Thirdly, KASPAR’s behaviours unintentionally rewarded some of the children for not doing anything, despite the robot’s stated goal of rewarding the children for cooperating successfully. Specifically, because the robot was programmed to prompt a child to choose a shape if they remained inactive for 5 consecutive seconds, as well as to repeatedly attempt to take the initiative in choosing shapes when the child did not respond to two consecutive prompts, one child discovered that KASPAR would essentially speak to them every 5 seconds provided that they did not play at all. This allowed the child to stare raptly at the robot for long periods of time without responding to the robot’s prompts, until the child’s carer jogged him out of this routine. Although this loophole in KASPAR’s behaviour should clearly be fixed in future iterations of the system, this incident also provided evidence that KASPAR’s behaviours and interactions could serve as their own reward, in addition to the sensory rewards provided by the video game. As such, because KASPAR’s speech and behaviours can entertain children with autism, future versions of the robot’s programming should limit the frequency and/or duration of the interactions if the children either do not play cooperatively or passively fixate too much on KASPAR instead of the actively playing the game and communicating with the other players.

6.2 Interpretation of Findings

Although the data gathered in the course of this exploratory study were only selected and analyzed as a preparatory exercise, and despite the fact that this study’s design cannot distinguish between effects from the children becoming familiar with playing the cooperative game and effects from the children learning about cooperative play from their interactions with KASPAR, one can still gain insight on trends to look out for in later studies by making inferences on this pilot study’s data. Having said this, the fact that the children performed more actively collaborative behaviours (changing the direction in which one looks, choosing shapes through taking the initiative, and successfully selecting shapes) during their second session of playing with the human adult than during their first session of doing so is uniquely interesting when one considers that were no similar increases in actively collaborative behaviours between the children’s first and second sessions of playing with KASPAR. Because this trend was not seen during the robot play sessions, this might indicate that the children wanted to play the game more, or grew more willing to play collaboratively, when they played with the human partner. Additionally, since the two play sessions involving the human adult occurred both before and after a play session involving KASPAR, it could also mean that during the second play session with the human adult, the children were able to apply what they learned about collaboration from playing with the robot. This interpretation would support the experimental hypothesis which was described in Sect. 1.2.2. On the other hand, the children’s growing display of actively collaborative behaviours during the two sessions of playing with the adult human could also be caused by their gradually becoming more comfortable interacting with the human partner. To properly determine the cause of this trend, another study involving multiple play sessions in each phase of the experiment would have to be undertaken; if similar increases in collaborative behaviour were also observed between two different sets of play sessions with an adult human that happened to couch a set of play sessions with KASPAR, it would provide strong evidence that interacting with robots improved autistic children’s collaborative behaviours. On another note, the fact that the children played differently depending on whether they played with the human partner or KASPAR supports the findings of previous research. Specifically, since the children spent more time looking at KASPAR and would also switch between looking at the game and the robot more times than they switched between looking at the game and the human adult, one could argue that the children simply thought that KASPAR was more interesting than a human adult. Furthermore, since the children also displayed more positive affect while looking at KASPAR than they did while looking at the human adult, the children may have thought KASPAR was more enjoyable and fun than the human.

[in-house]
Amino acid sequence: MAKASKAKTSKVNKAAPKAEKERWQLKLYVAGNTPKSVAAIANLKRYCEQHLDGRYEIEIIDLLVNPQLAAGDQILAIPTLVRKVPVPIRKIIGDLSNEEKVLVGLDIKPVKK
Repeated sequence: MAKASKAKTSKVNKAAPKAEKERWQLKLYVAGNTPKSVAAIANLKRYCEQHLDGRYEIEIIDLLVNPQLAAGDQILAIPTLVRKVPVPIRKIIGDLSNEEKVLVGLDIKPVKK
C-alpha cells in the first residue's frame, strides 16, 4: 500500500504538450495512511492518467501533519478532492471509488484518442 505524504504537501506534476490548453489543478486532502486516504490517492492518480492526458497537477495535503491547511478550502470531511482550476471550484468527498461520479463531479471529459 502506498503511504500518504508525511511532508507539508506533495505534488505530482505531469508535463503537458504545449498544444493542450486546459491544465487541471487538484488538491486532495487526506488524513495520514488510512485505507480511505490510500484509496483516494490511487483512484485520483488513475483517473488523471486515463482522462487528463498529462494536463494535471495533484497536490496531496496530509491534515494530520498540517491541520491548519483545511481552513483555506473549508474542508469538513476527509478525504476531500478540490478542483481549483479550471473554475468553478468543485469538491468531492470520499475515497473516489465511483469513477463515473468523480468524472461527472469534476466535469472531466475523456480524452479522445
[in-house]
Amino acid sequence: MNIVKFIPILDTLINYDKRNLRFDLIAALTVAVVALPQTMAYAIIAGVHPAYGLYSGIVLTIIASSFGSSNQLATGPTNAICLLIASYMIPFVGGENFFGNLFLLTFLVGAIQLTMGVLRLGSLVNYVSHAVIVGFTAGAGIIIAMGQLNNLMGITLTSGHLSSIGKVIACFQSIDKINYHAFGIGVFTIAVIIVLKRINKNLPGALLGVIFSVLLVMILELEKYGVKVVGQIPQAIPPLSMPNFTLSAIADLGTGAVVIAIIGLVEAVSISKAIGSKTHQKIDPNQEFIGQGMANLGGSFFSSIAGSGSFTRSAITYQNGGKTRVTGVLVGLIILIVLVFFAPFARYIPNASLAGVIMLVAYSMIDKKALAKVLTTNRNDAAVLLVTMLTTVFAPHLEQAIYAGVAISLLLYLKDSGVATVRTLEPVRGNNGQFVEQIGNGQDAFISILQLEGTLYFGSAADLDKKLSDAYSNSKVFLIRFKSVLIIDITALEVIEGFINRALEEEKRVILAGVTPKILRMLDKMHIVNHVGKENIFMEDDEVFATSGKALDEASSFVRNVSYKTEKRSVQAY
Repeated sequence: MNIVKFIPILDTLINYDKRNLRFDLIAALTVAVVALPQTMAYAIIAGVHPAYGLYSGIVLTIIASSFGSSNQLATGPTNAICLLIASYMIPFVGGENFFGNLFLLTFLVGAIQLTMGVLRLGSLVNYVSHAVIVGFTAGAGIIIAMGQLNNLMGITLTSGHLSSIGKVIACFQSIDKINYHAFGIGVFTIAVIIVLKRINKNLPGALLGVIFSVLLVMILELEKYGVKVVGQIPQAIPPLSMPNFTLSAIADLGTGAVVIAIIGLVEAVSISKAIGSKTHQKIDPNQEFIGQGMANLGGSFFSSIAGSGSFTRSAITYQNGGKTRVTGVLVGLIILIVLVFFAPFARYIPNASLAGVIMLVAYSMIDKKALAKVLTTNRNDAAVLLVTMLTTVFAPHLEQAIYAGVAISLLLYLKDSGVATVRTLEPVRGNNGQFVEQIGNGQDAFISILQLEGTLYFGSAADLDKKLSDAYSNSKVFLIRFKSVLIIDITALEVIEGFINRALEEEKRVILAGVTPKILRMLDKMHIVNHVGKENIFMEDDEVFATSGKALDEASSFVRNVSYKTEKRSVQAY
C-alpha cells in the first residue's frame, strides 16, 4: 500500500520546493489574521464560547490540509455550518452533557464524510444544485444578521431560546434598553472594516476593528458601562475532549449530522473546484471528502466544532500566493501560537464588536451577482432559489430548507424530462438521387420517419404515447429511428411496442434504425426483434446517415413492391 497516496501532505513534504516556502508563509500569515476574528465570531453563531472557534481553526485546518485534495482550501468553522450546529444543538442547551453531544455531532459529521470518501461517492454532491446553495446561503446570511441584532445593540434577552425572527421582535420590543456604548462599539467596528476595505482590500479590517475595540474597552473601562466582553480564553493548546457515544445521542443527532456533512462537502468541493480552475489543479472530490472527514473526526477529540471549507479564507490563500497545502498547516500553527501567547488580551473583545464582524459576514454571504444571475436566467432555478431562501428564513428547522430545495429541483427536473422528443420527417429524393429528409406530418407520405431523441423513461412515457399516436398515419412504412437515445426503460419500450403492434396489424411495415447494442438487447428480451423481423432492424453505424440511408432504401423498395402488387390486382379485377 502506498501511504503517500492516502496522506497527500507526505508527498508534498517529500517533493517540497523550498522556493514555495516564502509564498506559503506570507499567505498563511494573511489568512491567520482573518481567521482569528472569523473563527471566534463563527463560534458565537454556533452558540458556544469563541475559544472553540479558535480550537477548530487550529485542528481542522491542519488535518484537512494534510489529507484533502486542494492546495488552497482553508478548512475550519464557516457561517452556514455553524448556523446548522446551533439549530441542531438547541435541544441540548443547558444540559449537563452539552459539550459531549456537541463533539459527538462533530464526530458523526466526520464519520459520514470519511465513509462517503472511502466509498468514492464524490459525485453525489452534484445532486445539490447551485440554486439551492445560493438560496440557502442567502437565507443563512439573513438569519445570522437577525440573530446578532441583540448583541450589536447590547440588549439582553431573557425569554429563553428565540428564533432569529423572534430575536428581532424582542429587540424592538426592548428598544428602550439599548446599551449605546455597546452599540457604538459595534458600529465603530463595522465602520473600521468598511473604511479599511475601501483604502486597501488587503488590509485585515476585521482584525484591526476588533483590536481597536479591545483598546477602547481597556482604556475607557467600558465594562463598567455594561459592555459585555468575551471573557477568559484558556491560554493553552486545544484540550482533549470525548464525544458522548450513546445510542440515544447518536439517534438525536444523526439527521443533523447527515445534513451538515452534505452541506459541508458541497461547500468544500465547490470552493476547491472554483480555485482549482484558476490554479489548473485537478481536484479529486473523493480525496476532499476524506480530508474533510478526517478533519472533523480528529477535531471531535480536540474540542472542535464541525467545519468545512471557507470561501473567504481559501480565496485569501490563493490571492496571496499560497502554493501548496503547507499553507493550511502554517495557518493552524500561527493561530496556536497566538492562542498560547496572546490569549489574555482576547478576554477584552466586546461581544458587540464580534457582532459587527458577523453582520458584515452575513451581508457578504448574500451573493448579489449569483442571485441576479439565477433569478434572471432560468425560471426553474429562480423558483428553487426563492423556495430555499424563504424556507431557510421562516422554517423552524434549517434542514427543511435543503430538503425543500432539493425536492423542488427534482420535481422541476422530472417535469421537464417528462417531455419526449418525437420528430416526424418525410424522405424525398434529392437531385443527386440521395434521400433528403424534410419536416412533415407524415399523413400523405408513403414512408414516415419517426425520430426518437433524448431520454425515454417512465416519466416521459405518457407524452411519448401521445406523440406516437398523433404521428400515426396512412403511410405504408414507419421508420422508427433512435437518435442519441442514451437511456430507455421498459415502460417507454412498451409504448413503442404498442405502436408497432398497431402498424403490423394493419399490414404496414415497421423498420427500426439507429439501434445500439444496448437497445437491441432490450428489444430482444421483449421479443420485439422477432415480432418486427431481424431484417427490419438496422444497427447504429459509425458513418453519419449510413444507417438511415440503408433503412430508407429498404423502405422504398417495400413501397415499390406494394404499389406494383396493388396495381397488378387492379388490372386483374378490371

There are also certain findings from this pilot study that were surprising and/or not easily explained. Specifically, the children did not collaborate more or better with KASPAR, as they instead chose fewer shapes and passively followed the robot’s suggestions instead of taking the initiative in choosing shapes. This suggests that the children were neither as engaged in the game nor as able to perform cooperative actions when interacting with KASPAR as often as they could when interacting with the human player. Additionally, some of the children engaged in “scripting”, or mimicking actions and speech from different forms of media, in that they freely and happily mimicked KASPAR’s actions and speech. Similarly, one child was observed performing actions that, instead of being helpful for selecting shapes, served only to make the robot act in an amusing manner. These phenomena suggest that although the autistic children from our study saw the robot as more entertaining than the video game, they also seemed to pay less attention to the content and meaning of KASPAR’s speech than to the fact that KASPAR spoke to them at all.